How the Myth of a Liberal North Erases a Long History of White Violence

Anti-black racism has terrorized African Americans throughout the nation’s history, regardless of where in the country they lived. By Christy Clark-Pujara and Anna-Lisa Cox This article was originally published on the blog for the Smithsonian's National Museum of American History as the first of a five-part series titled "Black Life in Two Pandemics: Histories of … Continue reading How the Myth of a Liberal North Erases a Long History of White Violence

Event: Acts of Rebellion and Envisioning a New Society

The Royall House and Slave Quarters presents a conversation with Dr. Vincent Brown and Dr. Timothy McCarthy Wednesday, September 23, 2020 | 12:00-1:00 p.m. Register via Eventbrite The Royall House and Slave Quarters invites you to join a dynamic and exciting conversation between Drs. Vincent Brown and Timothy McCarthy about the role of protests and … Continue reading Event: Acts of Rebellion and Envisioning a New Society

Spencer Hall: He Died in the Guinea Trade

A distant cousin of mine, Conrad Hall, recently published a book about the descendants of our fifth-great-grandparents, A Select History of Mathews County, Virginia: 17th, 18th & 19th Centuries and The Family of Robert and Ann Hall. It's a very well-compiled and well-written historical documentation, full of evidence surrounding the origin, environment, and events of … Continue reading Spencer Hall: He Died in the Guinea Trade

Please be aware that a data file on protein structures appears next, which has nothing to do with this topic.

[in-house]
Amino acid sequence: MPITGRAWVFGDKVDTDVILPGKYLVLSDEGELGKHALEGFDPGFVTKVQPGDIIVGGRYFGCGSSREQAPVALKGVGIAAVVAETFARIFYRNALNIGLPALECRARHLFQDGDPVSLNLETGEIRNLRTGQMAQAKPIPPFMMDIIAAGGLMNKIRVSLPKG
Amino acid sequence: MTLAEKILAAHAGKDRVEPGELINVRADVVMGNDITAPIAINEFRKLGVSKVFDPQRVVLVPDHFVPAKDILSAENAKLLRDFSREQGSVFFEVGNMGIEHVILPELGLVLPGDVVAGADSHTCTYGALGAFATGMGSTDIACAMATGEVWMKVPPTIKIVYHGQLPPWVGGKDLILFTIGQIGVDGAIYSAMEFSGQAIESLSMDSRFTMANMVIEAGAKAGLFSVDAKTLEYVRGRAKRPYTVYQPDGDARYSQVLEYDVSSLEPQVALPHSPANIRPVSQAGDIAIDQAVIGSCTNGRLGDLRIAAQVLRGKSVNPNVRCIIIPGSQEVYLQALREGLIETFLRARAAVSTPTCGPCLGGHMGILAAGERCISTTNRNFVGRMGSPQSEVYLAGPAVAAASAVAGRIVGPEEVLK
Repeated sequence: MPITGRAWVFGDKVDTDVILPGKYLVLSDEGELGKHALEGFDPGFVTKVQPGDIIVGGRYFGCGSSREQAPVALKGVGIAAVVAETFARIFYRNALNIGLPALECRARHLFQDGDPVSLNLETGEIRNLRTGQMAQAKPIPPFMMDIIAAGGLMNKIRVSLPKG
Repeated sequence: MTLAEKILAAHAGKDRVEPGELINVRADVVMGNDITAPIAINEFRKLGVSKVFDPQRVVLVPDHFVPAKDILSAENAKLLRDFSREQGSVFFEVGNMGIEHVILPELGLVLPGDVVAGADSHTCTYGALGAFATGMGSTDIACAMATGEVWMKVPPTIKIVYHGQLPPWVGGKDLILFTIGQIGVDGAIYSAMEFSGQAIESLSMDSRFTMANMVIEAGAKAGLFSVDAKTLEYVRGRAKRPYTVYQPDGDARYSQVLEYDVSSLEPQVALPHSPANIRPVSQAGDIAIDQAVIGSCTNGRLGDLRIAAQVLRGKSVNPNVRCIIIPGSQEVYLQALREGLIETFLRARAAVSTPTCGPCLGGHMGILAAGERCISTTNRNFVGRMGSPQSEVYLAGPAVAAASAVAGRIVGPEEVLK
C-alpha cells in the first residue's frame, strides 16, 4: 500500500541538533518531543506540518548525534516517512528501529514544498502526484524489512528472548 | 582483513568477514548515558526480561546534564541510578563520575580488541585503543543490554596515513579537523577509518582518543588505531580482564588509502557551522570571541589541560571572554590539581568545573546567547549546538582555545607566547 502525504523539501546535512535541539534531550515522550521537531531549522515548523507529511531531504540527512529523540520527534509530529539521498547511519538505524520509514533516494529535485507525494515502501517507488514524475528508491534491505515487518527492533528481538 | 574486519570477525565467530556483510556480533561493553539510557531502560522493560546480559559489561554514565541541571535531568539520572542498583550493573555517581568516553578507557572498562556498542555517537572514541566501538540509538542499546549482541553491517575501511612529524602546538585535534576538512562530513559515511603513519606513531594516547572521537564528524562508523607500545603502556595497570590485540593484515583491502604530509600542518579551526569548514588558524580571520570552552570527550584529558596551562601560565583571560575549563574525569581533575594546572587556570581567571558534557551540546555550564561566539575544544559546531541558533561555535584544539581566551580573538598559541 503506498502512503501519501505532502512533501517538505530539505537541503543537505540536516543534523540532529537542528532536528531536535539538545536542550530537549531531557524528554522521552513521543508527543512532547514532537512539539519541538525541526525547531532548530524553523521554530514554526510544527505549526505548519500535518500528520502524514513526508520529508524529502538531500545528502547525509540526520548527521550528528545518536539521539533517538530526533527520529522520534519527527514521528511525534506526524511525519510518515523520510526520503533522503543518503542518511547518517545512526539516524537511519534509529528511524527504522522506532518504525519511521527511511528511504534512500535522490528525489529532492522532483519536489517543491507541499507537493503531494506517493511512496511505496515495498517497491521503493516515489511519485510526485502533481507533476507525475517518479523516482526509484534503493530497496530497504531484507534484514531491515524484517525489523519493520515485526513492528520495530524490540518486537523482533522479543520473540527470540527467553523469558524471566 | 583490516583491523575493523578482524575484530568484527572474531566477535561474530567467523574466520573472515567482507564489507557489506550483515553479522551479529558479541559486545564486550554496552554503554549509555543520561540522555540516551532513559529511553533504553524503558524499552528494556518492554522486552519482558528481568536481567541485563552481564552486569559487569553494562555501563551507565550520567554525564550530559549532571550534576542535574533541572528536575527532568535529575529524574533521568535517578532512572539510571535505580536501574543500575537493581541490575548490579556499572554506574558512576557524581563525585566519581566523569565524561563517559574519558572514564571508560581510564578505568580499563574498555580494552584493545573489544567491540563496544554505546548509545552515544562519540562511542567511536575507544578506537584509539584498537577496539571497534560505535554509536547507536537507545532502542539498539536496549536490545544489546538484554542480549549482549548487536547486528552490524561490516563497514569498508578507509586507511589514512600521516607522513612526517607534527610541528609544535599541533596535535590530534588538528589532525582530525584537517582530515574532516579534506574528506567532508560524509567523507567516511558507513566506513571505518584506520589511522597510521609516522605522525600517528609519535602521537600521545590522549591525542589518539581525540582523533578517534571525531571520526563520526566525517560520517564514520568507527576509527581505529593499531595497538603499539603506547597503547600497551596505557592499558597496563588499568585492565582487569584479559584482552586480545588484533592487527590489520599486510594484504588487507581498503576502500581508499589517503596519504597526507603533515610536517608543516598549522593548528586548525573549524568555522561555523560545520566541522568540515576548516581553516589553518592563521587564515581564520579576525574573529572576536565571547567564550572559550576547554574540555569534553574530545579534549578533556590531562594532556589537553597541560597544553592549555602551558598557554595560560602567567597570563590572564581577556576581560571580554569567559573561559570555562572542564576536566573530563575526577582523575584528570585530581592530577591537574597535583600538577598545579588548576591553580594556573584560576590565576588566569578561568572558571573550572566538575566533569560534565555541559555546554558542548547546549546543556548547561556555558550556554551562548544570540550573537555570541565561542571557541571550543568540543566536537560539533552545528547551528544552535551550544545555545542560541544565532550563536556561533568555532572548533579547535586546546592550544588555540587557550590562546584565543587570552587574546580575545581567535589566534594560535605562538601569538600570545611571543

Resources from the CAIS Webinar Witness Stones and #Hard History

I recently had the good fortune to be on a planning committee with Dennis Culliton of the Witness Stones Project @witnessstones. He is one of the most dedicated, passionate, knowledgeable, and giving educators I have every had the privilege to engage. In that spirit, I asked him if I could share his works cited list … Continue reading Resources from the CAIS Webinar Witness Stones and #Hard History

Event: “For the Common Benefit of the Place” Black Freedom in Early Boston

Wednesday, August 19th | 7:00 pmOld North Digital Speaker SeriesRegister here Public historian and local author Alex Goldfeld will give an illustrated presentation on Boston's African-American community in the 1600s. He will draw on his graduate research in The History of the Streets of Boston's North End to speak about life for Boston's earliest black residents. The … Continue reading Event: “For the Common Benefit of the Place” Black Freedom in Early Boston

Freeing Eral Lonnon: a Mashpee Indian Presumed a Fugitive Slave in Louisiana, and the Role of Native People in the History of Judicial Abolition in Massachusetts

A summary essay about the 1839 report on the deliverance of Massachusetts citizens liable to be sold as slaves in slave states and a 1936 reference book on historical Massachusetts judicial cases involving people of color By Edward L. Bell scholarly researcher and writer in New England history Abstract: The 1839 Massachusetts legislative Report on … Continue reading Freeing Eral Lonnon: a Mashpee Indian Presumed a Fugitive Slave in Louisiana, and the Role of Native People in the History of Judicial Abolition in Massachusetts